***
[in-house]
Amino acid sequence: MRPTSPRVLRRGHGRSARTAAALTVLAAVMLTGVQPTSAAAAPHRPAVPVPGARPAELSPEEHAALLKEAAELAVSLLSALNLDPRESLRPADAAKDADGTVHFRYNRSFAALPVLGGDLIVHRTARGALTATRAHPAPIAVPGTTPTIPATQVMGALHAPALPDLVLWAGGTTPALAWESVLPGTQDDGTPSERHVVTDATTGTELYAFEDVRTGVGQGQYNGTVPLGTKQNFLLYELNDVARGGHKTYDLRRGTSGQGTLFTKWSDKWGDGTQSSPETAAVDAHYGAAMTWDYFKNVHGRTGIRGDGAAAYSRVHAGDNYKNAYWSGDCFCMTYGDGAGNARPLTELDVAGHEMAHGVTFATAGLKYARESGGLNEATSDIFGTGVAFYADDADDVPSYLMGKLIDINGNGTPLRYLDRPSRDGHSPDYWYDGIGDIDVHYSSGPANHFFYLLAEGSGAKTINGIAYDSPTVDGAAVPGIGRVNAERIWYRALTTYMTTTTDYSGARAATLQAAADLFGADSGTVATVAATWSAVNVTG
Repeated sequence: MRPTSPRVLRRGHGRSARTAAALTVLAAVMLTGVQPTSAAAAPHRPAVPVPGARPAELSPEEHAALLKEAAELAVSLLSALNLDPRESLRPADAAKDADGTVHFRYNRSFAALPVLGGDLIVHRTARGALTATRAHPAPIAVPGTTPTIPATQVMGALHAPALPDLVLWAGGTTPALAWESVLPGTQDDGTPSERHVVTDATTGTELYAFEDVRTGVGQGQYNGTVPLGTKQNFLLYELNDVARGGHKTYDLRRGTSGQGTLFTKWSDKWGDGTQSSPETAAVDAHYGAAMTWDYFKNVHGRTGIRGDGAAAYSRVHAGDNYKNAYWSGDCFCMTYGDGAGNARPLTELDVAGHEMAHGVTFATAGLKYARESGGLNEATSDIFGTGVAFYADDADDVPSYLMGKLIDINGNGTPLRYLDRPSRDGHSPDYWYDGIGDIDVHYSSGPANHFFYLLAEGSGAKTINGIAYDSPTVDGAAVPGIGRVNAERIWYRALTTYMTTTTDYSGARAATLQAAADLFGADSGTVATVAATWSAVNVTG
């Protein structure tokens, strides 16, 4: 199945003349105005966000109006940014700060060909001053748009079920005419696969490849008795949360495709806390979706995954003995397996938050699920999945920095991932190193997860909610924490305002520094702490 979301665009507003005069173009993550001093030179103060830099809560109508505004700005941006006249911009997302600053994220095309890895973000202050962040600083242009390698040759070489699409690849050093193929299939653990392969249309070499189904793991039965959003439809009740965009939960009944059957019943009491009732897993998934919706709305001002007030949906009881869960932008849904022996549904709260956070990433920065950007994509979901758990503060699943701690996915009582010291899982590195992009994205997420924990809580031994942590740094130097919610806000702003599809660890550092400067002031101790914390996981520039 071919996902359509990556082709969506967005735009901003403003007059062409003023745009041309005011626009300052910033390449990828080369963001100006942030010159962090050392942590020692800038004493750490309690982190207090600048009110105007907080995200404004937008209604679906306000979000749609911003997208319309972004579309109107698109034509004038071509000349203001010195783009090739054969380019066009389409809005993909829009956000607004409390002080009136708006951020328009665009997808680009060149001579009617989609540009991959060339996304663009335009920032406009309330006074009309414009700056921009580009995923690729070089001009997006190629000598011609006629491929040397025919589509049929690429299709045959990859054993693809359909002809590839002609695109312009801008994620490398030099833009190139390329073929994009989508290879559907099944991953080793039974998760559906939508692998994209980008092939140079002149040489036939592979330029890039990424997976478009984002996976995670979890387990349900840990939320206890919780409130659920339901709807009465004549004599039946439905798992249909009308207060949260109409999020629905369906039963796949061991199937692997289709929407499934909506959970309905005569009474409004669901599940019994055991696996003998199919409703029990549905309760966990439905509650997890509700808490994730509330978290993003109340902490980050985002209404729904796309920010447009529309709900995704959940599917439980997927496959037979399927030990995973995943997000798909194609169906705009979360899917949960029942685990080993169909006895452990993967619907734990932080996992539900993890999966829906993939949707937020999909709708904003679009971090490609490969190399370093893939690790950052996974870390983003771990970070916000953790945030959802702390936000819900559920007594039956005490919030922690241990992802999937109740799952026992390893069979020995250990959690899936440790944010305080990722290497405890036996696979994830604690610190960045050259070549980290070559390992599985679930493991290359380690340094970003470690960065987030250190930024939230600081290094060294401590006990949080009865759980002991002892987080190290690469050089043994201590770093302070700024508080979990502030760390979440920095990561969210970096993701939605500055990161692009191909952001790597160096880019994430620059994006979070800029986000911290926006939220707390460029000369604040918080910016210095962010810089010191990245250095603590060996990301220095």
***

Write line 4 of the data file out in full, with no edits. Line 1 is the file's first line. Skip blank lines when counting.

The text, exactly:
């Protein structure tokens, strides 16, 4: 199945003349105005966000109006940014700060060909001053748009079920005419696969490849008795949360495709806390979706995954003995397996938050699920999945920095991932190193997860909610924490305002520094702490 979301665009507003005069173009993550001093030179103060830099809560109508505004700005941006006249911009997302600053994220095309890895973000202050962040600083242009390698040759070489699409690849050093193929299939653990392969249309070499189904793991039965959003439809009740965009939960009944059957019943009491009732897993998934919706709305001002007030949906009881869960932008849904022996549904709260956070990433920065950007994509979901758990503060699943701690996915009582010291899982590195992009994205997420924990809580031994942590740094130097919610806000702003599809660890550092400067002031101790914390996981520039 071919996902359509990556082709969506967005735009901003403003007059062409003023745009041309005011626009300052910033390449990828080369963001100006942030010159962090050392942590020692800038004493750490309690982190207090600048009110105007907080995200404004937008209604679906306000979000749609911003997208319309972004579309109107698109034509004038071509000349203001010195783009090739054969380019066009389409809005993909829009956000607004409390002080009136708006951020328009665009997808680009060149001579009617989609540009991959060339996304663009335009920032406009309330006074009309414009700056921009580009995923690729070089001009997006190629000598011609006629491929040397025919589509049929690429299709045959990859054993693809359909002809590839002609695109312009801008994620490398030099833009190139390329073929994009989508290879559907099944991953080793039974998760559906939508692998994209980008092939140079002149040489036939592979330029890039990424997976478009984002996976995670979890387990349900840990939320206890919780409130659920339901709807009465004549004599039946439905798992249909009308207060949260109409999020629905369906039963796949061991199937692997289709929407499934909506959970309905005569009474409004669901599940019994055991696996003998199919409703029990549905309760966990439905509650997890509700808490994730509330978290993003109340902490980050985002209404729904796309920010447009529309709900995704959940599917439980997927496959037979399927030990995973995943997000798909194609169906705009979360899917949960029942685990080993169909006895452990993967619907734990932080996992539900993890999966829906993939949707937020999909709708904003679009971090490609490969190399370093893939690790950052996974870390983003771990970070916000953790945030959802702390936000819900559920007594039956005490919030922690241990992802999937109740799952026992390893069979020995250990959690899936440790944010305080990722290497405890036996696979994830604690610190960045050259070549980290070559390992599985679930493991290359380690340094970003470690960065987030250190930024939230600081290094060294401590006990949080009865759980002991002892987080190290690469050089043994201590770093302070700024508080979990502030760390979440920095990561969210970096993701939605500055990161692009191909952001790597160096880019994430620059994006979070800029986000911290926006939220707390460029000369604040918080910016210095962010810089010191990245250095603590060996990301220095």